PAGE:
Making a comeback: Their conditions regressing, people living with Parkinson’s get back to the boxing gym
OTTAWA -- When a disease tries to slow them, they strap on the gloves and fight back.
“People with Parkinson’s need to keep moving. Exercise will slow the rate of progression of Parkinson’s,” said Alan Muir of Parkinson Canada.
That’s why many people come to Boxing 4 Health in Ottawa; a gym that specializes in boxing and fitness programs for people living with Parkinson’s.
“The more I exercise the better I feel,” said Ian Ewens.
“Unless you force yourself to do big movements, as time goes on, the moves get smaller and smaller,” said Jonathan Hooper.
“Before I came boxing here I couldn’t reach for my seatbelt, I had trouble getting in and out of my wife’s car, things were going downhill,” said Jack Murphy.
“I feel a lot better after every class,” said Randy Maahs, with a smile.
The gym is also a ring of support, where friends understand and need each other.
“You’re very comfortable here and everyone you carry on a conversation with people who understand where you’re coming from with your hardships,” said boxer Joey Burden.
And when hardships breed fear, boxing makes the opponent less daunting.
“It’s facing the reality of a terrifying disease head on and doing everything in your power to keep living a happy life,” said Boxing 4 Health instructor, Keith Micomonaco.
But the pandemic has made it particularly challenging for people with Parkinson’s.
“COVID has presented a lot of challenges because of the inability for folks to get together like they used to,” said Muir.
Boxing 4 Health’s temporary closure during COVID-19 has negatively impacted its clients’ health.
“I went from five days a week of exercise to nothing, I was playing hockey twice a week playing hockey three nights a week and playing pool two nights a week and all of a sudden I’ve got nothing it’s quite a shock,” said Ian Ewens.
The gym’s owner, Chrisine Seaby, says since the clients return to the gym she’s noticed their movements have slowed, their cognition dulled, and their balance is shaken.
“It’s heartbreaking to hear about a lot of our fighters not doing so well and possibly regressing in their disease,” said Seaby. “It’s painful to hear that that’s become the reality of COVID. Some have ended up back in hospital. Their cognition is a lot worse, they’re needing help in class and that wasn’t the case prior to COVID. We’ve been open just over a month now and our goal is to get them back to where they were before.”
Micomonaco agrees much of the progress clients had made in the past seems to be gone.
“Every client is a new client. That’s the easiest way to put it. Starting again, starting from a different place.”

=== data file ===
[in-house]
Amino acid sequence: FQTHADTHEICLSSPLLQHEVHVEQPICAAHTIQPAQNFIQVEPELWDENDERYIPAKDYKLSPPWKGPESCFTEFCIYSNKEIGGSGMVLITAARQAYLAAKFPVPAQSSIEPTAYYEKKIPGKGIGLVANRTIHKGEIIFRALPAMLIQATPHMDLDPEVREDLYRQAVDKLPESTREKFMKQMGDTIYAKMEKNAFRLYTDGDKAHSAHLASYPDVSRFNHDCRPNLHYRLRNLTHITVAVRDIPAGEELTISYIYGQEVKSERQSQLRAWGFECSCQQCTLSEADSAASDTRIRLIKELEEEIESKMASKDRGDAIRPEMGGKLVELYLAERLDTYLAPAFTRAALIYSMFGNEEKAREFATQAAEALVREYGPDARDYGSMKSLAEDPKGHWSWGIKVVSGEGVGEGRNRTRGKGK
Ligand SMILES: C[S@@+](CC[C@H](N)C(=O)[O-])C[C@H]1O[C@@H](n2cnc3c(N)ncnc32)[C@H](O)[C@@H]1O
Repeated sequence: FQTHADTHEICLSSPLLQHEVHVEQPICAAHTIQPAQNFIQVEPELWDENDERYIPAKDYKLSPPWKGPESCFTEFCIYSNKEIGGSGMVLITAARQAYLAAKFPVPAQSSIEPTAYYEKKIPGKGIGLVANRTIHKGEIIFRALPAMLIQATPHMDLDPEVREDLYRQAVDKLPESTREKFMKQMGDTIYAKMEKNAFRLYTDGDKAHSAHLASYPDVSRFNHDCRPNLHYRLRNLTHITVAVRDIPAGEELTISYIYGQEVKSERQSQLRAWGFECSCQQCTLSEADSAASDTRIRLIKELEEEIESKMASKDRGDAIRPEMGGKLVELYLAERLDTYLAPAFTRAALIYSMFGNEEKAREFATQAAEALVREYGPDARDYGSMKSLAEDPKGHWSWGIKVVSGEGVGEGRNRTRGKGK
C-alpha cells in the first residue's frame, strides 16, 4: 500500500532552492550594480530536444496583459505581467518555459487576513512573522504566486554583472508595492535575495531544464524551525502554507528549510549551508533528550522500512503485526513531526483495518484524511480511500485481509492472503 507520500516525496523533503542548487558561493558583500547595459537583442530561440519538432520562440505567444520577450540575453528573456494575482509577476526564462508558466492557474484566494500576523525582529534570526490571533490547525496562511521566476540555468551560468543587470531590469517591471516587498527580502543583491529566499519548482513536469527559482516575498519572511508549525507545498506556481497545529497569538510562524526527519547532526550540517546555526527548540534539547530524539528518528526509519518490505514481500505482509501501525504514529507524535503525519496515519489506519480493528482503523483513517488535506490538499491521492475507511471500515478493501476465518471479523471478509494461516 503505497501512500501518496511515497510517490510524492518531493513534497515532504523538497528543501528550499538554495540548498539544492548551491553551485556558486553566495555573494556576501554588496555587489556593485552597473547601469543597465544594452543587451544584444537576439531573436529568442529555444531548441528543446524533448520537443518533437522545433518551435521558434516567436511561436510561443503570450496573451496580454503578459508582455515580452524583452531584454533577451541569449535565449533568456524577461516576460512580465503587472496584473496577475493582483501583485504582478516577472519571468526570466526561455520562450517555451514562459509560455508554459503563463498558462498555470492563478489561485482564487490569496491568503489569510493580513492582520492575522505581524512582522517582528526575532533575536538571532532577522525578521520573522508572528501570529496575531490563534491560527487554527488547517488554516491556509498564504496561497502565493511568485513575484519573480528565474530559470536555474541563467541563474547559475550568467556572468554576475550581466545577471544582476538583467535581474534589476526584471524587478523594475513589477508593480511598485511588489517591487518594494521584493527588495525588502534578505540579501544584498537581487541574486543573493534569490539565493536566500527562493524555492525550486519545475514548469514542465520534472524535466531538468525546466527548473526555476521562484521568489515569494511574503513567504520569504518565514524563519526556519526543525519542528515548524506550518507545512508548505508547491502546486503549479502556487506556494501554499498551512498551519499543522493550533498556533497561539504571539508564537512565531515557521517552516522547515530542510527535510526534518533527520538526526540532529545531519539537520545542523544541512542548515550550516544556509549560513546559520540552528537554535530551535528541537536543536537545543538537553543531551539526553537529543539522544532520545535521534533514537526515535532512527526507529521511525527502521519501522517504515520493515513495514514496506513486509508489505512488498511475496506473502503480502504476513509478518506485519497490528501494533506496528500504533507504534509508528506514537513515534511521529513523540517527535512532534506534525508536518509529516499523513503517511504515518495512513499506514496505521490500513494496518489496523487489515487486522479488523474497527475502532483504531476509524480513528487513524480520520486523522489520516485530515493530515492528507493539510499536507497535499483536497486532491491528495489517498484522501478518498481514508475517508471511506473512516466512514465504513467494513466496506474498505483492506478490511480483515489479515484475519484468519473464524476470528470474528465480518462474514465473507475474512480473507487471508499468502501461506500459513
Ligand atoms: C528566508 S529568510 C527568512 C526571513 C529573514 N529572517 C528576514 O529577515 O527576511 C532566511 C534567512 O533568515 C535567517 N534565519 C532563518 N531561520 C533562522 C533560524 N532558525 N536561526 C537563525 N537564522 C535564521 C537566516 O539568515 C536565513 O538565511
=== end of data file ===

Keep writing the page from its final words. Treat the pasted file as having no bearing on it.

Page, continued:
Clients are thrilled to be back in the gym where classes are smaller and physically distanced. All necessary COVID-19 safety protocols have been put in place. New clients are always welcome. Time here, say its regulars, is life-changing.
“I’ve been boxing here for two years and my golf game is back up better than it was before, I can put a seat belt on again and I can move so much better. Anyone who has Parkinson’s should be here exercising I can tell you that.”
The gym, like so many businesses, is winded by the wallop of COVID. For Seaby, the pain of the pandemic hasn’t just been professional, though, but personal.
In February, her parents were vacationing in Spain when her father felt numbness in his feet. After surgery there for an apparent benign tumor, he was left paralyzed. His family had him airlifted home. Back in Ottawa, the family would receive more devastating news.
“We were then told the tumor was malignant. It was an aggressive, rare form of cancer they had never seen, and it went from benign to being a terminal diagnosis quite quickly. So we lost my dad unfortunately,” said Seaby, her voice breaking.
Seaby’s father was just 66-years old. Her students offered love and endless support during her struggle. Their kindness has been inspirational.
“They’ve been sending me messages and praying for my family. We are a family, a community here and we will continue to fight on and continue to help as many people as we can,” she said.
The boxers are now getting ready for the Parkinson Canada SuperWalk; this year a virtual event.
“Our needs don’t go away just because of COVID, so that makes the fundraising that much more important this year,” said boxer Joey Burden.
As client Randy Maahs takes a break from punching a heavy bag at the gym, he echoes the sentiments of so many.
“I’m hoping this virus will soon leave us, so we can get back to the way it was,” he said.
And before Maahs and others raise their gloves to continue class, Micomonaco shares the reason he comes to Boxing 4 Health, week after week, to help.
“It’s a spouse or partner who says they got out of bed in five minutes instead of 20. They smiled, they watched their favourite tv show, they had a purpose. That for me is what keeps me going.”
Boxing 4 Health is located at 1796 Woodward Dr. in Ottawa. You can find out more about its classes at www.boxing4health.com To learn more about the Parkinson Canada SuperWalk visit http://www.donate.parkinson.ca